In the months leading up the release of Super 8, there were rumours about how the movie was JJ Abrams’ tribute to the film’s producer, Steven Spielberg. This seemed unfair, especially since Spielberg’s produced several films that bear no resemblance to his oeuvre (Transformers: Dark of the Moon, for one), and JJ Abrams is a serious talent in his own right (he created Lost and directed the sleek 2009 reboot of Star Trek). Yet, once the film released, it turned out the rumours were accurate. Super 8 is strongly reminiscent of early Spielberg, especially Close Encounters of the Third Kind and E.T. Kids on bicycles in tense situations. Check. Townsfolk looking up in wonder at bright lights in the sky. Check. Henry Thomas in the lead. Check. (Okay, it’s Joel Courtney, but they’re dead ringers for each other).
So Super 8 is definitely Spielbergian. Sadly, it isn’t quite Spielberg. Six kids working on a Super 8 zombie movie witness a strange train crash. After they pick themselves up, they hear a loud banging from inside one of the derailed bogies. As they watch from a distance, something indistinct and animal-like breaks out and disappears into the night. Almost immediately, sinister military men arrive and refuse to say anything useful. It transpires that the escaped creature is an alien, and this time it isn’t phoning home, but roaring, mauling and slaughtering its way back. What starts out as a fluent piece of ’70s nostalgia turns into a monster movie that’s high on spectacle and low on logic.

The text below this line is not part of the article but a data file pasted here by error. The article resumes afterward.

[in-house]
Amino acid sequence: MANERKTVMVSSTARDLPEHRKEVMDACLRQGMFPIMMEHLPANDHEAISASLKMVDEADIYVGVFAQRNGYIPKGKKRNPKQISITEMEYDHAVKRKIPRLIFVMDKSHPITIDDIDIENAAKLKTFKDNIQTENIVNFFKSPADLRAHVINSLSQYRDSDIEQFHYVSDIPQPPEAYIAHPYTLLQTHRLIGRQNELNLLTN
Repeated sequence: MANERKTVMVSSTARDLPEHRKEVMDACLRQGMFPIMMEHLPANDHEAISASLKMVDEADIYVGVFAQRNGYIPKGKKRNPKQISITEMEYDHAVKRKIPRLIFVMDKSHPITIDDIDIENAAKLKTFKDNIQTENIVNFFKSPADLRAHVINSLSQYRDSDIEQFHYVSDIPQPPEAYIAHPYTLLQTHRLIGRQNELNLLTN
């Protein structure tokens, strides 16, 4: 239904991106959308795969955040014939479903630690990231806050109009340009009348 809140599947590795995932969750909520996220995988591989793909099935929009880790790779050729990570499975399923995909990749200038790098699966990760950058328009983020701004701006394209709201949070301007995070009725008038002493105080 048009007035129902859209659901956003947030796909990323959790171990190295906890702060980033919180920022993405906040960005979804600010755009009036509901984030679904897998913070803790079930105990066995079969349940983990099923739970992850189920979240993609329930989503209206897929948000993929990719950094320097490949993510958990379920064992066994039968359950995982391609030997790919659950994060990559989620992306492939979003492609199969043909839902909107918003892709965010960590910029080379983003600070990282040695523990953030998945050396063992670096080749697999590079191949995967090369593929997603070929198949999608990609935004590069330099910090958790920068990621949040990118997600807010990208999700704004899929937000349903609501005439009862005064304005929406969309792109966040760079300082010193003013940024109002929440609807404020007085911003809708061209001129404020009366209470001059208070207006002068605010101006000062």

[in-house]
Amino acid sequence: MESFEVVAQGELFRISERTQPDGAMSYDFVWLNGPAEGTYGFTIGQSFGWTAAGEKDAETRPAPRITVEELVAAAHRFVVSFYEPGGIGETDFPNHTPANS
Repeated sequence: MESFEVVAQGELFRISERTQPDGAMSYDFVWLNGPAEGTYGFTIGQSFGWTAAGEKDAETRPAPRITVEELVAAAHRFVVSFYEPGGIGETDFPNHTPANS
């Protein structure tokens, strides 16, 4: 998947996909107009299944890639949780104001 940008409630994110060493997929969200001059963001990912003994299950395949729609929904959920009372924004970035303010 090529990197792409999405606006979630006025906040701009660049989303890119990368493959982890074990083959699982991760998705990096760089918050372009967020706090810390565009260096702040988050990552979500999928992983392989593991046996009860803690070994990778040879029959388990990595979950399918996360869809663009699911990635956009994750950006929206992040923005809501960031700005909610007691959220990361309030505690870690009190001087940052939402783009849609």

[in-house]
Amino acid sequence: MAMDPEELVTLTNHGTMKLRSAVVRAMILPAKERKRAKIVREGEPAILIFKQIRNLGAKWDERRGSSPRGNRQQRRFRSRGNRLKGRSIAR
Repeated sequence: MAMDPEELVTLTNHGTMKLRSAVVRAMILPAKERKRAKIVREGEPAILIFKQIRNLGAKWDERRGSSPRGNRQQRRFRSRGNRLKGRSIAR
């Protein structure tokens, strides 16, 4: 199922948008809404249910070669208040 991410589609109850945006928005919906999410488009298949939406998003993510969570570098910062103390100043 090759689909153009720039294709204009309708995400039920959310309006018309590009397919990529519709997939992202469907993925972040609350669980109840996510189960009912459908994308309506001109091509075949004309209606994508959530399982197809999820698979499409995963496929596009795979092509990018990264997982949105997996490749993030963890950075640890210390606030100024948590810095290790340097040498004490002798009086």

In its stronger first half, before we actually see the creature, Super 8 conveys a real sense of what it must have been like to be young and film-crazy in small-town USA in the ’70s. Abrams, his friend and cinematographer Larry Fong and the film’s producer Bryan Burk all started out this way, making genre film rip-offs in their backyards (in a neat bit of back story, Abrams was given the chance to restore Spielberg’s own 8mm films as a teenager). The affection the director has for these kids and their cheesy horror flick is palpable. The younger actors respond beautifully, especially the self-possessed Elle Fanning and Riley Griffiths as the young director.
There’s plenty of trivia on the audio commentary, as well as in the two mini-features “The Dream behind Super 8” and “The Visitor Lives”. None of these is successful in explaining why the town suddenly becomes a war zone, or why exactly all the dogs disappear. What they do make clear is the extent to which everyone on the project was in awe of the Spielberg. Abrams, Fong and Burk spend half the audio commentary’s running time trying to come up with a suitable question to message the man; the next half is spent anxiously waiting for his reply. As always, you can rely on Spielberg to transport grownups back to childhood.